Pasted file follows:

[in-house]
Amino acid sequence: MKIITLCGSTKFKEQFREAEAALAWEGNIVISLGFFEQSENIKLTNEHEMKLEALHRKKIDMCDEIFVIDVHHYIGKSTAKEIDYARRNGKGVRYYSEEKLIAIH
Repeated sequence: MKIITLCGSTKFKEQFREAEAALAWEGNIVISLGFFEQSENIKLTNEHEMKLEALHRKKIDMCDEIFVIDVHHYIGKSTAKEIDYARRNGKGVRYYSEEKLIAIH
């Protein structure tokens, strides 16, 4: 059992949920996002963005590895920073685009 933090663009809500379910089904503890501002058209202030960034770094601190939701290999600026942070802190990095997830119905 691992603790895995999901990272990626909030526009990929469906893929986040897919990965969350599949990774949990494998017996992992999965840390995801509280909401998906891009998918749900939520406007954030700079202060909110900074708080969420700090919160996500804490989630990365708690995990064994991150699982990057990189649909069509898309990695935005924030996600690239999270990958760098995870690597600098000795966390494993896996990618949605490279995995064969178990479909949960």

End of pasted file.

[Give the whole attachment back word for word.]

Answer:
[in-house]
Amino acid sequence: MKIITLCGSTKFKEQFREAEAALAWEGNIVISLGFFEQSENIKLTNEHEMKLEALHRKKIDMCDEIFVIDVHHYIGKSTAKEIDYARRNGKGVRYYSEEKLIAIH
Repeated sequence: MKIITLCGSTKFKEQFREAEAALAWEGNIVISLGFFEQSENIKLTNEHEMKLEALHRKKIDMCDEIFVIDVHHYIGKSTAKEIDYARRNGKGVRYYSEEKLIAIH
């Protein structure tokens, strides 16, 4: 059992949920996002963005590895920073685009 933090663009809500379910089904503890501002058209202030960034770094601190939701290999600026942070802190990095997830119905 691992603790895995999901990272990626909030526009990929469906893929986040897919990965969350599949990774949990494998017996992992999965840390995801509280909401998906891009998918749900939520406007954030700079202060909110900074708080969420700090919160996500804490989630990365708690995990064994991150699982990057990189649909069509898309990695935005924030996600690239999270990958760098995870690597600098000795966390494993896996990618949605490279995995064969178990479909949960």